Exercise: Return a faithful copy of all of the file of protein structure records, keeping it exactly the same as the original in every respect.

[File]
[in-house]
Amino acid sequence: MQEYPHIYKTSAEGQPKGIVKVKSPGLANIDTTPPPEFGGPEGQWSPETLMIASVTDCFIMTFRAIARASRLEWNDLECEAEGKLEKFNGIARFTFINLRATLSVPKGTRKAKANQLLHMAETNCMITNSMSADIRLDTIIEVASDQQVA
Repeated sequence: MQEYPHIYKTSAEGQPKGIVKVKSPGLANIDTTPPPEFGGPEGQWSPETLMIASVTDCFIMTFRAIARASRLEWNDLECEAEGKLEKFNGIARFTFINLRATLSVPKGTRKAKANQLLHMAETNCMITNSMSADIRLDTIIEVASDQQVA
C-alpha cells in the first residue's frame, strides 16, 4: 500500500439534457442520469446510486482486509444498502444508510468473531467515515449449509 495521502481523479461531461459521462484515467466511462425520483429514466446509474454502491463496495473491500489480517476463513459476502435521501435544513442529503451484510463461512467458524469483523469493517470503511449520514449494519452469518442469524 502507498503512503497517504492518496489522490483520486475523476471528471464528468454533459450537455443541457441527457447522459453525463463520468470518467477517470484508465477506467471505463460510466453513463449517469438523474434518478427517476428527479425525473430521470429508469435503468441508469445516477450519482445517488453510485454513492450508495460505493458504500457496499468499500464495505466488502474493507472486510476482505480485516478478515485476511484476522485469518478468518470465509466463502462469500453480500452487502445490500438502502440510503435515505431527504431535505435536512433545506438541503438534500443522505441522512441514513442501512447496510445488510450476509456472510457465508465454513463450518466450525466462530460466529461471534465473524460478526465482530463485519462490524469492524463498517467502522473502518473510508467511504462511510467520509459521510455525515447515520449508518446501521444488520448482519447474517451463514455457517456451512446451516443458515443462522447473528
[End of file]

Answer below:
[in-house]
Amino acid sequence: MQEYPHIYKTSAEGQPKGIVKVKSPGLANIDTTPPPEFGGPEGQWSPETLMIASVTDCFIMTFRAIARASRLEWNDLECEAEGKLEKFNGIARFTFINLRATLSVPKGTRKAKANQLLHMAETNCMITNSMSADIRLDTIIEVASDQQVA
Repeated sequence: MQEYPHIYKTSAEGQPKGIVKVKSPGLANIDTTPPPEFGGPEGQWSPETLMIASVTDCFIMTFRAIARASRLEWNDLECEAEGKLEKFNGIARFTFINLRATLSVPKGTRKAKANQLLHMAETNCMITNSMSADIRLDTIIEVASDQQVA
C-alpha cells in the first residue's frame, strides 16, 4: 500500500439534457442520469446510486482486509444498502444508510468473531467515515449449509 495521502481523479461531461459521462484515467466511462425520483429514466446509474454502491463496495473491500489480517476463513459476502435521501435544513442529503451484510463461512467458524469483523469493517470503511449520514449494519452469518442469524 502507498503512503497517504492518496489522490483520486475523476471528471464528468454533459450537455443541457441527457447522459453525463463520468470518467477517470484508465477506467471505463460510466453513463449517469438523474434518478427517476428527479425525473430521470429508469435503468441508469445516477450519482445517488453510485454513492450508495460505493458504500457496499468499500464495505466488502474493507472486510476482505480485516478478515485476511484476522485469518478468518470465509466463502462469500453480500452487502445490500438502502440510503435515505431527504431535505435536512433545506438541503438534500443522505441522512441514513442501512447496510445488510450476509456472510457465508465454513463450518466450525466462530460466529461471534465473524460478526465482530463485519462490524469492524463498517467502522473502518473510508467511504462511510467520509459521510455525515447515520449508518446501521444488520448482519447474517451463514455457517456451512446451516443458515443462522447473528